Fourteenacre is a small farm less than ½ mile east of Little Dalton Kirk on the road leading to Dormont and Dalton. Despite its name, it amounted to a 3-merk land, or a 40/- land. This property first came into the Carruthers ownership in 1375 when George of Dunbar, then the Lord of Annandale, granted to Roger de Carrutheris the £4 land in the village of Little Dalton, 8 merks of land in Holmains and the 40/- land of Fourteenaikerbank. Roger is thought to be the son of John de Carrutheris, who in 1361 as Chancellor of Annandale, was granted by King David, then Lord of Annandale, half of the land of Raffols that had formerly belonged to John of Raffols. This John is the progenitor fo the Carruthers line of Holmains. These lands in Little Dalton, Holmains and Fourteenacre first acquired in 1375, were the kernel of what was to extend over time to the substantial Barony of Holmains.
Early records of Carruthers at Fourteen Aikers start with John Carruthers, who witnessed a Holmains sasine in 1571. William Carruthers of Fourteen Aikers, also a merchant burgess of Dumfries, served on a Holmains Inquisition in 1583. Lady Homains kicked him off the land in 1616. By 1631, Francis Carruthers was the tenant in Fourteen Aikers.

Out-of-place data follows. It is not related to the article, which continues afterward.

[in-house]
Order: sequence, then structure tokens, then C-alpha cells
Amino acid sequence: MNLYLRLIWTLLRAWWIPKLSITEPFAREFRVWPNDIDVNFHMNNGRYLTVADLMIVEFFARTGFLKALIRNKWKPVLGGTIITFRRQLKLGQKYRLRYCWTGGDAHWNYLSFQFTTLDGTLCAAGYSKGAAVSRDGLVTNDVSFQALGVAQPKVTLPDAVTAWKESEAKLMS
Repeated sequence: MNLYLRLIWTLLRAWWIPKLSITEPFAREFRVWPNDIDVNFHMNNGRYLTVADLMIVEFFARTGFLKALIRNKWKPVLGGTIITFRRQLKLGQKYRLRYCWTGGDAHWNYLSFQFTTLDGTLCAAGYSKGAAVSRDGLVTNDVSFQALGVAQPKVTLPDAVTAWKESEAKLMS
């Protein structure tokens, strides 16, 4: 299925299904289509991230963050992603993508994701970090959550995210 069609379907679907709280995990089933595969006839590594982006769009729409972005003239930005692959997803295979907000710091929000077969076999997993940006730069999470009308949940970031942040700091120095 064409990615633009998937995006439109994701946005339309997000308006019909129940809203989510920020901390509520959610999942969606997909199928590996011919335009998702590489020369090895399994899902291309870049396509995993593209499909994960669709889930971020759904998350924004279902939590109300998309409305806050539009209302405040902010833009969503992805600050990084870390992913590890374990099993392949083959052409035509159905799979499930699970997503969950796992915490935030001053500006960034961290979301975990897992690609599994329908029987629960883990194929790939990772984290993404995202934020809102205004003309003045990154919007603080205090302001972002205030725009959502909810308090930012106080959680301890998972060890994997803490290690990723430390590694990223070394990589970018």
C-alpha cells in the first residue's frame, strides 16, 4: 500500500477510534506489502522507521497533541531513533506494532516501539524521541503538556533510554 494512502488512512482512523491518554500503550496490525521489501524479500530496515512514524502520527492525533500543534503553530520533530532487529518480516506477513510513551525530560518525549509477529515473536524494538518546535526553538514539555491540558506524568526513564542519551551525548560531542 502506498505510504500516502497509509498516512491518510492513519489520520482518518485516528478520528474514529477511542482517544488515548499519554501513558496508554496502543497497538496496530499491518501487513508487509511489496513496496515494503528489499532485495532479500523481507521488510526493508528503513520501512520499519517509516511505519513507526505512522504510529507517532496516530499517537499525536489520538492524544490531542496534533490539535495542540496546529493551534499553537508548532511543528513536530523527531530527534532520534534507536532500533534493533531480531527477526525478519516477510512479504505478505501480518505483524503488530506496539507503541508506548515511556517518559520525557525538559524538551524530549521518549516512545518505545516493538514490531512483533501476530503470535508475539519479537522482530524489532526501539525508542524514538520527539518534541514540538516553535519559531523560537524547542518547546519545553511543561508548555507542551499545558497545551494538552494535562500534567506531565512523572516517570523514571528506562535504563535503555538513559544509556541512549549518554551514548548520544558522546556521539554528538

On May 26, 1666, John Carruthers of Holmains leased Fourteen Aikers to John Carruthers of Dormont for 21 years at a rent of £60 Scots. By 1689, John Dinwoodie and John Ker were the tenants. In April, 1689, the Laird of Holmains mortgaged for £1,086 4/- Scots Fourteen Aikers to John Carruthers in Twathats, the ancestor of the Carruthers family at Portrack. (Twathats was part of the land of Knocks, the superiority of which was acquired in 1659 from John Crichton of St. Leonards by John Carruthers of Dormont.) John Carruthers in Twathats took possession of Fourteen Aikers as security for his loan. When the mortgage was paid off in 1710, John Carruthers delivered Fourteen Aikers back to George Carruthers of Holmains.